Boris Johnson is expected to stand in the upcoming Tory leadership contest and could become prime minister again after the resignation of Liz Truss.
Truss replaced Johnson after he quit Downing Street and now The Times political editor Steven Swinford has said Johnson is 'expected to stand' in the contest to replace her.
The prime minister announced today (20 October) that she was going to be leaving the role just 44 days after entering Downing Street, making hers the shortest time in office as prime minister in British history.
She will stay in office for a few more days while the Conservative party sorts out who will be the next leader and prime minister.
While Labour demands a general election, the Tories are planning to have a new prime minister in place before the fiscal statement on October 31.
Just 24 hours after she described herself as 'a fighter, not a quitter', Liz delivered an address outside of No. 10 Downing Street, announcing that she had informed the King she was resigning as Tory leader.
The ex-PM said she recognised she 'cannot deliver the mandate' which Tory members gave her a little over six weeks ago when she replaced Boris Johnson.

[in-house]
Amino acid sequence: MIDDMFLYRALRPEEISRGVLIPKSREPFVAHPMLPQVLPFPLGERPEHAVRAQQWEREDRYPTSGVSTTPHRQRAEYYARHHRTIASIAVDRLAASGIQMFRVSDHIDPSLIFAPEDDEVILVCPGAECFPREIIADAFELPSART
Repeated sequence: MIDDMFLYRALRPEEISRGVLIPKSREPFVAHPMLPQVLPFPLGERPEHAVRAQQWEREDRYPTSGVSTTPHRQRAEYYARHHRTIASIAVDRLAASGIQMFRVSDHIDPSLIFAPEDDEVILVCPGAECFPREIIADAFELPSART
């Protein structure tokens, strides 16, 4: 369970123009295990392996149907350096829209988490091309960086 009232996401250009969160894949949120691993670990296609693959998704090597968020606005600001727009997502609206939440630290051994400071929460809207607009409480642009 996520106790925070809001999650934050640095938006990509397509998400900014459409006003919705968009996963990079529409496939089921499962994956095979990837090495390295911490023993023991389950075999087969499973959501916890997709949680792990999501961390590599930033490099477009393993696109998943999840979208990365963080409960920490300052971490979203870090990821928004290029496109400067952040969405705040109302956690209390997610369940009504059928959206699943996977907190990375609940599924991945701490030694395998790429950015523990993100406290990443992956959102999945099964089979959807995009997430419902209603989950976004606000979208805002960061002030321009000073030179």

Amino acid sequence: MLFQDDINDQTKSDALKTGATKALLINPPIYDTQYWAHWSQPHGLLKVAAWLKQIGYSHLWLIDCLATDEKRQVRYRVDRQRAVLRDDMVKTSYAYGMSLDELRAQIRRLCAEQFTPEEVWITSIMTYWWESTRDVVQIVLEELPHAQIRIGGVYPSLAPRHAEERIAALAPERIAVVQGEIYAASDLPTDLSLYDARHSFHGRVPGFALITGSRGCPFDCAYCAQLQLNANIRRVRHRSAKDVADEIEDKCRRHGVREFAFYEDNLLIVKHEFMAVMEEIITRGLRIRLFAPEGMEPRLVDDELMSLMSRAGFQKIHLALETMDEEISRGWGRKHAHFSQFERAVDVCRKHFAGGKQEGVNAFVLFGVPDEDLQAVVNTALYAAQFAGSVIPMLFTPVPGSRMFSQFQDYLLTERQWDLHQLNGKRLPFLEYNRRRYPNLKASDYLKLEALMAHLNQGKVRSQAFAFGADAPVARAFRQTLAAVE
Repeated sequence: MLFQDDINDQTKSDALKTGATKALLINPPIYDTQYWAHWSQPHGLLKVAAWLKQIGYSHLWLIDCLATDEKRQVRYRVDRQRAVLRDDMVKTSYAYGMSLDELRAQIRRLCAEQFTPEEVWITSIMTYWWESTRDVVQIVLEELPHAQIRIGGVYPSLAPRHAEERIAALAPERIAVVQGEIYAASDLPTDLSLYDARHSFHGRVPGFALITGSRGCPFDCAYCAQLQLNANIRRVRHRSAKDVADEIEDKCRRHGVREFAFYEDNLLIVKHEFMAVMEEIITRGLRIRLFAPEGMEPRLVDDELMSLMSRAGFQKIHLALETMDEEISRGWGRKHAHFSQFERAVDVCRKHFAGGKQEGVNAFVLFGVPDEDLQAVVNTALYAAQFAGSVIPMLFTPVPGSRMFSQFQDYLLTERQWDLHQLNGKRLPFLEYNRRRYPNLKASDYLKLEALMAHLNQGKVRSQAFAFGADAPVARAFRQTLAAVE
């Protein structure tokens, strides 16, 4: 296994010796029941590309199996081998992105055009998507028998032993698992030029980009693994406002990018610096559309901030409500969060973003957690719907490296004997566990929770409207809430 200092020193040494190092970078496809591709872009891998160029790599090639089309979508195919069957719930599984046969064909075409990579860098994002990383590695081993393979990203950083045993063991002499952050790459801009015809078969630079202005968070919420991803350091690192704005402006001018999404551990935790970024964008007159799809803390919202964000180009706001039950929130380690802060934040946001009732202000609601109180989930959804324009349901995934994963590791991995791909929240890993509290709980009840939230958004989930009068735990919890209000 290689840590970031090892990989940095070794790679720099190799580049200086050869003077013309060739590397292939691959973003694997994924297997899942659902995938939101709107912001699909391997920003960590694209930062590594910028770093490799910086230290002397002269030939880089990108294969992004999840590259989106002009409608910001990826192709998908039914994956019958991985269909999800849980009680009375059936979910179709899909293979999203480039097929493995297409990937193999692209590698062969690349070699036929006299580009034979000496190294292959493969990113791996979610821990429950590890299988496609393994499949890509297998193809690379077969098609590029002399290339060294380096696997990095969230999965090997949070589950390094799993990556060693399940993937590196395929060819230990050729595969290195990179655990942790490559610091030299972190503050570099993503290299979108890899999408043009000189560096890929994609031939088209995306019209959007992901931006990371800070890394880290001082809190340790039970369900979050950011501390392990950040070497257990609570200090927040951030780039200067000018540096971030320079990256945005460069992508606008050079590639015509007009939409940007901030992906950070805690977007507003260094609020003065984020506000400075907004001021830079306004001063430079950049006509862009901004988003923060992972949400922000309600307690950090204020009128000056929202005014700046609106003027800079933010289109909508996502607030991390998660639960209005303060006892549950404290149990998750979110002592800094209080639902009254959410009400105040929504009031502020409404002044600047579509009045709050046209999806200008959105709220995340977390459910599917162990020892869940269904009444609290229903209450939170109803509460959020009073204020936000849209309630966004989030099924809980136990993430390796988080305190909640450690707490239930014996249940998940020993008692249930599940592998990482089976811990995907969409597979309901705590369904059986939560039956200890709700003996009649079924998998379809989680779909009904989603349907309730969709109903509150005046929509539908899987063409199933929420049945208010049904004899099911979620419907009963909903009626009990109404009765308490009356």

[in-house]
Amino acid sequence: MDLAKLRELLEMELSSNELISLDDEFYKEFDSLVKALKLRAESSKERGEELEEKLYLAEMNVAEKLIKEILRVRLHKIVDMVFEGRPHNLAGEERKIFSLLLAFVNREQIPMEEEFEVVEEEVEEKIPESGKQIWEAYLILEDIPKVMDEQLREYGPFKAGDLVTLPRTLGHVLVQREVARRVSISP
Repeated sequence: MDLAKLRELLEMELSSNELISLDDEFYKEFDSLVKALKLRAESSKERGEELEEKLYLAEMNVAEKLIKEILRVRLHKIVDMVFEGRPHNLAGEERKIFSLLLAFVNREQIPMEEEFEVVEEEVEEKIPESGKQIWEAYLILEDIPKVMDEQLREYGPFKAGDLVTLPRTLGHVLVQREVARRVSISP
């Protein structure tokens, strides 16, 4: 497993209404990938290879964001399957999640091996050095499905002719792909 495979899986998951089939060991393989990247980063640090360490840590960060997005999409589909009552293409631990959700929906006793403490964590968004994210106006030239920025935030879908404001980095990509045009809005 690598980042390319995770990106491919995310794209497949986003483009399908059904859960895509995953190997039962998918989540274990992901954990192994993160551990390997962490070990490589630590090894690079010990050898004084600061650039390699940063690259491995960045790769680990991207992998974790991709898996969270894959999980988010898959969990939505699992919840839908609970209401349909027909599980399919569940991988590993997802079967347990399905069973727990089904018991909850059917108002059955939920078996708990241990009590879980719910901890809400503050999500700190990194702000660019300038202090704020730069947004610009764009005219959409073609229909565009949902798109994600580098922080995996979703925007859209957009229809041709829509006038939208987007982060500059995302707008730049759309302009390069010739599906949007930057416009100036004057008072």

Her announcement followed talks with the chairman of the 1922 Committee of backbench Conservatives, Sir Graham Brady, where it became clear she could not carry on.
The Prime Minister, accompanied by her husband Hugh O’Leary, said a short leadership contest 'will ensure that we remain on a path to deliver our fiscal plan and maintain our country’s economic stability and national security'.
“I will remain as Prime Minister until a successor has been chosen.”
As Conservatives rush to find Liz's replacement, people are speculating that Boris Johnson could potentially be in the running to make a return to Downing Street.
Fuelling the rumours, Sir James Duddridge, who worked as Johnson's parliamentary private secretary (PPS), wrote on Twitter today: "Hope you enjoyed your extended holiday. It is time to come back, Boris."
But Conservative MP Sir Robert Syms has described the idea of Boris running for the Tory leadership as "a fantasy", tweeting: "The number for nomination will be lifted to limit runners and there will be massive pressure on the second candidate in MPs ballot to drop out."
Meanwhile, deputy leader of the Lib Dems Daisy Cooper has urged Tory MPs to block Boris from returning.
"The fact that Conservative MPs are even considering putting Boris Johnson back in Number 10 shows how out of touch they really are. They think there’s one rule for them and another for everyone else.
"Boris Johnson was forced to resign in disgrace after countless lies, scandals and failures. He shattered public trust in the government and plunged the UK into a political crisis. He must never be allowed near Downing Street again."